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RE: coluber foxi - problem feeding

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Posted by: 53kw at Tue May 10 17:31:42 2011  [ Report Abuse ] [ Email Message ] [ Show All Posts by 53kw ]  
   

I've started about 20 baby black racers over the years, about a dozen baby blue racers, and kept perhaps the same number of adult racers plus several coachwhips. Racers and coachwhips are high-maintenance snakes and may take all your skills to establish in captivity.

To begin with, keeping racers in racks or un-ventilated tubs is almost a lost cause. They do best with plenty of ventilation and lots of light. I keep my baby racers in large Sterilites with large screened holes in the lids, and full-spectrum lights over the screens. Substrate is mixed dune sand, peat moss and clean organic topsoil, or decomposed hardwood mulch sold as forest mulch. Hiding place is a cupped piece of bark. Occasional wetting of the substrate provides critical substrate moisture and aids in preventing dessication. There is one view among collectors that racers are prone to skin infections and should be kept bone dry, but I don't agree with that. Their skin is more porous than many species and they can dry out quickly. Rather, keep a trace of moisture in their substrate and provide ample ventilation.

A basking spot is critical to success with racers and coachwhips. I don't use undertank heaters, heat strips or heat panels. I prefer to use a low-wattage incandescent bulb to provide radiant heat. In my "nursery" Sterilites, I pass a wire through the lid at one end and let a sealed lamp socket hang from the end of the wire. I put a 15-watt bulb in the socket and leave it hanging close to the bottom of the container so the snake has thermal options ranging from uncomfortably warm to just right depending on how close to the bulb it rests.

Without full-spectrum light, ample ventilation and a basking site where the snake can bring its body temps up into the mid-90s F, there is little likelihood it will eat.

Racers favor other snakes as prey, so if you have access to some appropriate-sized snakes, that's a good start. I've had racers refuse all sorts of food but accept snakes. I've used live snakes and also defrosted road kills, even parts of road kills. Another option is to offer a dead fuzzy mouse dipped in snake puree.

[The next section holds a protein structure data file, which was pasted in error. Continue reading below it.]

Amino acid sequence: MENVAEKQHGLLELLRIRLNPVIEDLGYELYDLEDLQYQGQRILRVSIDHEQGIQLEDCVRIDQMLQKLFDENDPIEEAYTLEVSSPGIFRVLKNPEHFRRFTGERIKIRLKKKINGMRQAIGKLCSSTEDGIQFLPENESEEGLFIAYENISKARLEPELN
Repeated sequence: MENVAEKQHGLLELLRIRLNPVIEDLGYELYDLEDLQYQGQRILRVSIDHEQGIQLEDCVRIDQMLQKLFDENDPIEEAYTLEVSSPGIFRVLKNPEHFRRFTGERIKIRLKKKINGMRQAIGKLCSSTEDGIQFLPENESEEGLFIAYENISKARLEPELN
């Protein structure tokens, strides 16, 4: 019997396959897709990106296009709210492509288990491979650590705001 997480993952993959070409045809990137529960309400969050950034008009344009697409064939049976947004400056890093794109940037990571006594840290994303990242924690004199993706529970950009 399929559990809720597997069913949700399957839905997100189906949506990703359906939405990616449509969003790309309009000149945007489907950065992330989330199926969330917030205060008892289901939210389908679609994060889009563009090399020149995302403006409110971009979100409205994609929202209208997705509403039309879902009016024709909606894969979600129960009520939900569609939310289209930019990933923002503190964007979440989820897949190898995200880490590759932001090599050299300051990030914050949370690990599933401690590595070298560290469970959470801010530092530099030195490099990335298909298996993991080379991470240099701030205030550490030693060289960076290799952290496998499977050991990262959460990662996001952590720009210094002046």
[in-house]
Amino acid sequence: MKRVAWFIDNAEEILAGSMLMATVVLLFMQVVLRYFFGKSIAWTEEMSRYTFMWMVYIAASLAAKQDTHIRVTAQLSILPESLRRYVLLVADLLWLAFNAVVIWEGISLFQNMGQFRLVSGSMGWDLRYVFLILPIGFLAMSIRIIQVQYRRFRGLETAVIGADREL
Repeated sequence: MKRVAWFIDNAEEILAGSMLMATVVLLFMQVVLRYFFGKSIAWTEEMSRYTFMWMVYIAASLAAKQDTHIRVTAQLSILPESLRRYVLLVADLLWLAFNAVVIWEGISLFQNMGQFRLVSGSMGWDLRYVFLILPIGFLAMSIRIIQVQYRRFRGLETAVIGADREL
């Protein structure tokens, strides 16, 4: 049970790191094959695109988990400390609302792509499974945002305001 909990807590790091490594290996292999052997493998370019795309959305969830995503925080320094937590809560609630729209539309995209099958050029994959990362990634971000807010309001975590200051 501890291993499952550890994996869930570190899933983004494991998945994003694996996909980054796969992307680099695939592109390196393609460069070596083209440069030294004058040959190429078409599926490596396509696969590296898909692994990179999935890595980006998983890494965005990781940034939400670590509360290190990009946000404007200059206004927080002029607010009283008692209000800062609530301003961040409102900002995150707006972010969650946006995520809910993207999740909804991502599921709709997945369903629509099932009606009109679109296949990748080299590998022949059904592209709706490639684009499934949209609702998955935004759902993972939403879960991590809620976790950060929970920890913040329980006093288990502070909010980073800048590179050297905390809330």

Live fence lizards, frogs and toads are also promising temptations for a fussy eater. In addition to these delectables, I've had many young racers and coachwhips accept brown anoles as food.

My first choice would be to offer a live or dead snake. If there are no snakes available, try a lizard or frog. If your racer accepts any of these items, continue feeding whatever food the snake likes for several meals. Then, try offering a live fuzzy mouse unscented. If the snake refuses the live mouse, try again a day later using a defrosted fuzzy mouse scented with whatever the snake was eating. In time the snake will probaby accept unscented mice.

Racers seldom learn to take dead food that is just left on the floor of the cage. Most prefer to have the food wiggled to trigger a feeding response. I suggest using long tongs to do this, rather than your fingers, which look every bit as tasty as defrosted food to a racer.

Racers need a lot of space to have any kind of decent life in captivity. A wild-caught racer was taken from a situation where it had the run of a large range, one of the largest ranges of any North American snake. Blue racers grow large as adults, and a cage six feet long, 30 inches deep and 15 inches high would be minimum for a single adult racer that had been hatched in captivity. I don't know if your wild-caught racer will ever be satisfied with captivity but a very large cage would help.

If possible, provide a large cage with fan-vented air flow. I make cages with axial fans at the heated end to pull warm air out of the cage and prevent heat from the basking bulb from overheating the entire cage. A vent on the opposite end of the cage allows air to flow in, creating a steady airflow across the cage. The snakes love it and thrive. I've had such good results with vented cages I don't bother trying to keep racers in un-vented cages any more.

The key factors are enough heat, enough space to escape the heat, enough ventilation, soil or mulch substrate (no shavings, no paper), good hiding place that provides a sense of security, a variety of food including natural prey like snakes, frogs and lizards.

If it works and your snake stabilizes, you will have a marvelous creature to care for, one that will deliver a very different experience from most other reptiles. Clever, emotional and spirited, racers will push the limits of your husbandry skills but they are worth it.


   

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